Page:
Updated on 26 February 2013
About 20 provisional patents have been granted to cover these devices, and five patent cooperation treaty (PCT) applications have been filed. The five products are in various stages of trials. Two companies have been formed, and one product has been licensed for sale and manufacture by Hindustan Latex.
It is worthwhile to mention that despite limited capital, the program has managed very well. It has come a long way from being attended by close to 35 people in its first edition to an overwhelming response in the subsequent years. With each passing year, we are gaining momentum. Moreover, I think the result of the efforts will be visible in another five years. I am sure the outcomes will reach its peak in the next 10-to-15 years.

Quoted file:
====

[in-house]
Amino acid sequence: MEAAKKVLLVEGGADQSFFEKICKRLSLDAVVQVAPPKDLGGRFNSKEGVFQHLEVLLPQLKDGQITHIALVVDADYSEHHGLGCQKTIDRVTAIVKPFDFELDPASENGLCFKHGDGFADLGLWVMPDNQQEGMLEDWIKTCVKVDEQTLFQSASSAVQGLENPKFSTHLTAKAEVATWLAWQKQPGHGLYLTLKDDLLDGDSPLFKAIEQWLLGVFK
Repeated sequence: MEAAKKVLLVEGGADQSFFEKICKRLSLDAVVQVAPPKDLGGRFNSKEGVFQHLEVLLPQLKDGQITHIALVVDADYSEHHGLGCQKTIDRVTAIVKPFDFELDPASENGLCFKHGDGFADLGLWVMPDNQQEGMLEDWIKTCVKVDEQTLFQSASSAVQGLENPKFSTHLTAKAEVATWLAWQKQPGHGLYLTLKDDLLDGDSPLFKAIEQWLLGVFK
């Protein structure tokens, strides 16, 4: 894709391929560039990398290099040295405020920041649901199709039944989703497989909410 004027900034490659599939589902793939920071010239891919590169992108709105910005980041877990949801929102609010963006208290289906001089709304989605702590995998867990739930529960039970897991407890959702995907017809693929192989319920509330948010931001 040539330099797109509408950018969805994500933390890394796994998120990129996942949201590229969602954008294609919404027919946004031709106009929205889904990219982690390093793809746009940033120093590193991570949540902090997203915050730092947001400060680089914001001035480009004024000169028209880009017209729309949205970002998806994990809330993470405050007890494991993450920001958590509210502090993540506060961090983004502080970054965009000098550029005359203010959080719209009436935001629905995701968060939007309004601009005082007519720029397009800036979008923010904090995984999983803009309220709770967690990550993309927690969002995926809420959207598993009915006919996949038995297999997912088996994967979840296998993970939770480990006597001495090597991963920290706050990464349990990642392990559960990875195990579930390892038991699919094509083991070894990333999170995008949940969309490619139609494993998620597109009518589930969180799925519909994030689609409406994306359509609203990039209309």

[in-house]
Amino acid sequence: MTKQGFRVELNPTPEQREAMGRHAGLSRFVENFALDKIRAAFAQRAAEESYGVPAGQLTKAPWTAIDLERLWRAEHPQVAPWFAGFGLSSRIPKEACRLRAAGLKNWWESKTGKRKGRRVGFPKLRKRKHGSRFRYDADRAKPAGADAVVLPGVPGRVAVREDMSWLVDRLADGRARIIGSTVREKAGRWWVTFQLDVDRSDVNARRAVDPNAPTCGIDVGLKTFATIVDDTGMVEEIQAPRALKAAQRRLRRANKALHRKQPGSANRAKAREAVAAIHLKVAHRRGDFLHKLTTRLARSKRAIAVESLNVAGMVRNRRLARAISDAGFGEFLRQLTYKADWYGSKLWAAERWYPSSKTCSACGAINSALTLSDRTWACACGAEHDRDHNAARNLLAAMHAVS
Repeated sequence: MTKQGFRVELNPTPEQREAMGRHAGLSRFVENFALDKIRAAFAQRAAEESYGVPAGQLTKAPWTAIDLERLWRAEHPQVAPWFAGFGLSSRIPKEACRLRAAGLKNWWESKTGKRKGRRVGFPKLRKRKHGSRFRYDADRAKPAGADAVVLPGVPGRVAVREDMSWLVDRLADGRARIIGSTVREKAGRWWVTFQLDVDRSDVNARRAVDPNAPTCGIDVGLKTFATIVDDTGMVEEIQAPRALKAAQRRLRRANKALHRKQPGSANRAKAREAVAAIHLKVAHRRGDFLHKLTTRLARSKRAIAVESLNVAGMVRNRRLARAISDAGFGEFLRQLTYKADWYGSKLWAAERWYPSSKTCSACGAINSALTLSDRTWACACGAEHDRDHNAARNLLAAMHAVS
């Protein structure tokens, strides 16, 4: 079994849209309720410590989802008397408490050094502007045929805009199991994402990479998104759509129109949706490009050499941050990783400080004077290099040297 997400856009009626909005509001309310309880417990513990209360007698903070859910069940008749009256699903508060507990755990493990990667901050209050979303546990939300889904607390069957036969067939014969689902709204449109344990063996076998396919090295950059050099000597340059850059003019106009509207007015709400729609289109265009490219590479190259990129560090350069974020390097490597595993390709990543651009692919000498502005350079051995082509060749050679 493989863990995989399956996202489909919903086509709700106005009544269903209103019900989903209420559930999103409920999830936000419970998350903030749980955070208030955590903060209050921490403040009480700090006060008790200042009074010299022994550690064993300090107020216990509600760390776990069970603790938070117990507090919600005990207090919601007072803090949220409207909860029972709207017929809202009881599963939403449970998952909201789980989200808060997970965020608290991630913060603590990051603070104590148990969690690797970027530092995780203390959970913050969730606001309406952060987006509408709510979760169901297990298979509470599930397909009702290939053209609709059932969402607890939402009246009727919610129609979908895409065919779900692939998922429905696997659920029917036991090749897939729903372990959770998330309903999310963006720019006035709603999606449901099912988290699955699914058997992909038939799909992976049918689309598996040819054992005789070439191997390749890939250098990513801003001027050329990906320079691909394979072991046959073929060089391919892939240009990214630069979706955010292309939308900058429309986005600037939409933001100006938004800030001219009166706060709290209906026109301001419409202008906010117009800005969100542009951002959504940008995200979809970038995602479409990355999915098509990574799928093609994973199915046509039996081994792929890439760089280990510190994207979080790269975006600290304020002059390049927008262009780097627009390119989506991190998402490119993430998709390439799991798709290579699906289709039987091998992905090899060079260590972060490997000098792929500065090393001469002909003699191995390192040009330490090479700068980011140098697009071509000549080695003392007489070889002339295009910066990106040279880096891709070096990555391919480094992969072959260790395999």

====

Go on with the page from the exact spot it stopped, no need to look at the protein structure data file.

What are the challenges before SIB in grooming entrepreneurs? Where is the industry heading?
What I see is that, although we are increasingly working towards creating new clusters of innovation platforms, we still don't have enough mentors for the innovators and potential entrepreneurs at the grass root level. However on a positive note, it is also a fact that the Indian bioscience industry is catching up steadily.
There are tremendous opportunities in the clinical and contract research industry. The medical technologies too have a big role in modernizing the healthcare and meeting the requirements that arise occasionally.
How can public institutes contribute to this success?
The public institutes have to be more accessible for the industry. The focus apart from publications has to be on the creation of more translational facilities. The designing of new instruments in the laboratories has to be in sync with the requirements in the industry. I am sure that the institutes boast a substantial talent pool and I am sure that with the changing times, new trends will emerge.